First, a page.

People in low-, middle-income countries often have to pay out of their pocket and seek care elsewhere
Funding in primary healthcare systems in low- and middle-income countries is insufficient and access to it inequitable, a new study has reiterated.
Patients often have to pay for the services out of their pocket, the report published in the journal The Lancet Global Health April 4, 2022 noted, adding that these systems have failed to meet the needs of people it was built for.
Primary healthcare is the backbone of health systems in India, like other low- and middle-income countries. The system in the country are strengthened by the National Health Mission and receive funding from state governments.
The central government put in place several mechanisms to encourage the states to invest in primary healthcare. These include assessing performance and accountability. The measures increased between 2008 and 2019, “state-level respondents did not feel that these policy levers necessarily increased effective use of funds,” the study found.
The 1978 Declaration of Alma-Ata — adopted at the International Conference — was the first to detail principles of primary healthcare. This was ratified four decades later at the Global Conference on Primary Health Care in Astana.
The declaration underlined the three key components of public healthcare as meeting the needs of the people throughout their lives, using multi-sectoral policy and action to address health determinants and pushing for individuals and families to take charge of their own health.
In most low- and middle-income countries, primary healthcare has failed to deliver on the above made promises and people are forced to seek care elsewhere, the Lancet study found.
The needs of both users and providers have been overlooked, the report said. “A vicious cycle has undermined PHC: Underfunded services are unreliable, of poor quality, and not accountable to users.”
There are two ways in which primary healthcare is financed depending on the type of governance. In a centralised system, the finance ministry allocates funds to the health ministry, which then decides how much each programme will receive based on geography and level of care.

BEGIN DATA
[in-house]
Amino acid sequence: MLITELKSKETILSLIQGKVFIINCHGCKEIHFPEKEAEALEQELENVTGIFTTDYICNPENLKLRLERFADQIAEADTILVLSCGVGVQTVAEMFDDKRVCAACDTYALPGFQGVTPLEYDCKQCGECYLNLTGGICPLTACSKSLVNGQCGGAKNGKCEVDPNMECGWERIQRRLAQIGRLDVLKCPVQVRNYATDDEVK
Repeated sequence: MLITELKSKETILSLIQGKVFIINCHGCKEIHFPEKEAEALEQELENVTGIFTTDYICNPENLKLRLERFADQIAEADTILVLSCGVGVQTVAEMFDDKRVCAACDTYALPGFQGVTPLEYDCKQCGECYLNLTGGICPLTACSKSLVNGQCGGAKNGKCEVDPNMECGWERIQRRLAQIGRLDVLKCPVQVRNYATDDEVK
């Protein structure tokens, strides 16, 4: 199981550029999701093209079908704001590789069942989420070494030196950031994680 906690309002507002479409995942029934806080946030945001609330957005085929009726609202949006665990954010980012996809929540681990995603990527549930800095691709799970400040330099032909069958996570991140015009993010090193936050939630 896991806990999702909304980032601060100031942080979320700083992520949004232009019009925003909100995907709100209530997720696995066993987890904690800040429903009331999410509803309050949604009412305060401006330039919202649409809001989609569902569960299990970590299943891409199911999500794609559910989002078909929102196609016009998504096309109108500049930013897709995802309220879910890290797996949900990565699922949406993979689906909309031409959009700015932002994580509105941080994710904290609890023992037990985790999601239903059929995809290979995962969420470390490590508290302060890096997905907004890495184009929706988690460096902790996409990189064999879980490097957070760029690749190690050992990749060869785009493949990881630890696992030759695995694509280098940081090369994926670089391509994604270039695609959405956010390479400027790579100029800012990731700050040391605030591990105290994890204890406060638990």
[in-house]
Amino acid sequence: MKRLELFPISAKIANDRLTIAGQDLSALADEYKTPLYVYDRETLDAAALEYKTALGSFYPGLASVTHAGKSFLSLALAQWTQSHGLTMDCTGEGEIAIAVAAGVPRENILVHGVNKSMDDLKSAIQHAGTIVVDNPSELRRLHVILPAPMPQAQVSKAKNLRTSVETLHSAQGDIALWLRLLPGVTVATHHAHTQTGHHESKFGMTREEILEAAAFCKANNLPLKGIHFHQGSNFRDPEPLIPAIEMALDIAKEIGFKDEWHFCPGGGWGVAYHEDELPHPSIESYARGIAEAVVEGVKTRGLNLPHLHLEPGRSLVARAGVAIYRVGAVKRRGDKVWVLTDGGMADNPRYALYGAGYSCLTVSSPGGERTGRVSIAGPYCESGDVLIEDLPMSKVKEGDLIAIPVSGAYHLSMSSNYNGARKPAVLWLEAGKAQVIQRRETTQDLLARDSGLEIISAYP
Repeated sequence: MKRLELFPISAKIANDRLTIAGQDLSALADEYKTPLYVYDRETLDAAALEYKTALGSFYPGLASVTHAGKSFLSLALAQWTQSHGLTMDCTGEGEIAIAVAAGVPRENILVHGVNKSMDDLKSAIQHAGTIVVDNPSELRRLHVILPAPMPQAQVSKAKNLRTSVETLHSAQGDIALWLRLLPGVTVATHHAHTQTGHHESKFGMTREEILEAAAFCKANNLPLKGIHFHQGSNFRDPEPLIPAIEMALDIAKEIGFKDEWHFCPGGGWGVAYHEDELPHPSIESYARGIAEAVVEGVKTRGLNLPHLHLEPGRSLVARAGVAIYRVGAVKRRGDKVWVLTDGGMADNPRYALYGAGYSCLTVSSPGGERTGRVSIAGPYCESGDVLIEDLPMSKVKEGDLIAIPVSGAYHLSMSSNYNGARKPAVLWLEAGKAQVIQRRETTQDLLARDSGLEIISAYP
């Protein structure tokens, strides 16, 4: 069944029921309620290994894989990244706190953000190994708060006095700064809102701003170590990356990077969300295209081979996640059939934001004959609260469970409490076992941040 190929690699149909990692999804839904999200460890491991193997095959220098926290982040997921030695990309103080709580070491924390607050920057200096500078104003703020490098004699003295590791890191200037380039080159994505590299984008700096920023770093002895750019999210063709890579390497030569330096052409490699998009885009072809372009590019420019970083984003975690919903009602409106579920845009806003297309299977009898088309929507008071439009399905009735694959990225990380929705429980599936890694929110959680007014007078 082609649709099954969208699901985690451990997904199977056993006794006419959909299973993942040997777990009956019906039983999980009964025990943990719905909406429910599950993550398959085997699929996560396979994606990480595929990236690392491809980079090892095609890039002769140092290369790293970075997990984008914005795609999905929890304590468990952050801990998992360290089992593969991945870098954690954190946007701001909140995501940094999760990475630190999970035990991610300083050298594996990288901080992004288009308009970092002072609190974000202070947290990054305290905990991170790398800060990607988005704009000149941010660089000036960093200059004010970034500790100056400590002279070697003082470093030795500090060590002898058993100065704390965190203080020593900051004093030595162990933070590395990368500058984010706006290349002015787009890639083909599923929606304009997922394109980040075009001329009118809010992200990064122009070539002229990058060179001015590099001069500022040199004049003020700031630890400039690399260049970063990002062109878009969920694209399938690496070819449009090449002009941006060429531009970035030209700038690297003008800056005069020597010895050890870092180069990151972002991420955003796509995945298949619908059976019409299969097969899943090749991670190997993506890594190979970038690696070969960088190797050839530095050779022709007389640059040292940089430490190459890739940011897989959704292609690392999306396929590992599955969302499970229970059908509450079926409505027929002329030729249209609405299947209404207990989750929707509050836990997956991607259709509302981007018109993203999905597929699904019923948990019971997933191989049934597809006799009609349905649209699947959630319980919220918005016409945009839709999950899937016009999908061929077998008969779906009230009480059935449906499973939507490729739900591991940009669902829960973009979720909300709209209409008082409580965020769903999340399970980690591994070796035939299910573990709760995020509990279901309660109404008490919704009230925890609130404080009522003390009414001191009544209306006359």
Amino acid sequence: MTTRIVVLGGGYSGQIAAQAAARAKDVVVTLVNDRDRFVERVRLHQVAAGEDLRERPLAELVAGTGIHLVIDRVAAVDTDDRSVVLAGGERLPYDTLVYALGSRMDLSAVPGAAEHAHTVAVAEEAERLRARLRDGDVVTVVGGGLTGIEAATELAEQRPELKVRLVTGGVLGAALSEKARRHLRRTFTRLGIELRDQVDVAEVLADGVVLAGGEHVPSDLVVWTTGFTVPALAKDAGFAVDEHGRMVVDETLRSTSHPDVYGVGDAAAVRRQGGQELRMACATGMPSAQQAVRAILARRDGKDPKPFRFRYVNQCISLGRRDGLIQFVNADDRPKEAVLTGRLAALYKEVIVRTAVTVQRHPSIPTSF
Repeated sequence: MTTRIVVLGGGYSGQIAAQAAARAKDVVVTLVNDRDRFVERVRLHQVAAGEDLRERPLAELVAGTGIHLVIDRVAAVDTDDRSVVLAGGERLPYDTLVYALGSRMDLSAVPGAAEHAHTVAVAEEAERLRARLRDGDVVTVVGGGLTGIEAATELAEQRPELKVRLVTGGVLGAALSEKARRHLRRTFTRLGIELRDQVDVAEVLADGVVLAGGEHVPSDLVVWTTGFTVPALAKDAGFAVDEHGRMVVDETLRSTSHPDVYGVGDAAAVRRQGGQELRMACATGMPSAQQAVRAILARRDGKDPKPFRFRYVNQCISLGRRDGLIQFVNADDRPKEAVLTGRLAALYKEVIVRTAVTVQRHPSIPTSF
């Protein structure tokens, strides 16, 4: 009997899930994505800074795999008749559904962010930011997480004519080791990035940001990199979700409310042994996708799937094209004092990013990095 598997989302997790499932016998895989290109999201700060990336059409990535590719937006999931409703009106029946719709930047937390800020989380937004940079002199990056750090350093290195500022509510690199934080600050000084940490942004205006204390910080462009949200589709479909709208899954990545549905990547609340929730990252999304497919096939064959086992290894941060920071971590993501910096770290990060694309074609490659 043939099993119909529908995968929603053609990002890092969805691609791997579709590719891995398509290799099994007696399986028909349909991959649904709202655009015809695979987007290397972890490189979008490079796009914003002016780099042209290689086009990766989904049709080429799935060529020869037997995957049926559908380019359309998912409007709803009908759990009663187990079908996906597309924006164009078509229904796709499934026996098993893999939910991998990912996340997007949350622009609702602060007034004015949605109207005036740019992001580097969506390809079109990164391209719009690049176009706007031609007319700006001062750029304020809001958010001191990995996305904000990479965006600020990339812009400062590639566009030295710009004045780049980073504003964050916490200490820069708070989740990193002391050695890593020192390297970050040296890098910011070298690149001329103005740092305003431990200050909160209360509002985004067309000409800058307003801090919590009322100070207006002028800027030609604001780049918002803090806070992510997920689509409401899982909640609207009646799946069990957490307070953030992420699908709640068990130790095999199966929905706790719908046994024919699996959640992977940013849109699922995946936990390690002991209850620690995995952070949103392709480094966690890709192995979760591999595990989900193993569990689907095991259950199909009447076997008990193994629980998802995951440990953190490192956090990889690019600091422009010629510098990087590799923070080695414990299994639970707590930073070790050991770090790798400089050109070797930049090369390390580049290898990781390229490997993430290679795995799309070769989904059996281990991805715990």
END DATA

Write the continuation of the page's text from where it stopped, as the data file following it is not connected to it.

In a decentralised system, such as India’s, local authorities fund primary healthcare. This has its pros and cons. “The system gives the opportunity for resource allocation decisions to be shaped by local needs, disease patterns and priorities,” the study noted.
However, it can also lead to a focus on financing services that are popular or visible, rather than those that bring the greatest population health benefits, it added.
Investing more and investing better is the key solution to “provide equitable, comprehensive, integrated and high-quality” care, according to the authors of the report.
Stressing on the need for a people-centred approach, four funding features must be addressed through this prism. These are: Using public funds as the core for primary health systems, pooling arrangements — (accumulating prepaid funds such as social security contributions, taxes, or health insurance premiums) to cover out-of-pocket expenditure, equitable allocation of resources and making capitation the core of provider payment to bridge gaps in PHC expenditure.
To achieve this vision, the study recommends a five-pronged approach. These include an “adequately-financed health sector” with a special focus on inequalities in the system, using pooled funding to ensure free services, using available policy tools to enable a universally-accessible system, blended payment model built on capitation for providers and a “nuanced understanding of the political economy of each country throughout the development and implementation of all policy to accompany the technical approaches to ensuring people-centred financing for PHC.”
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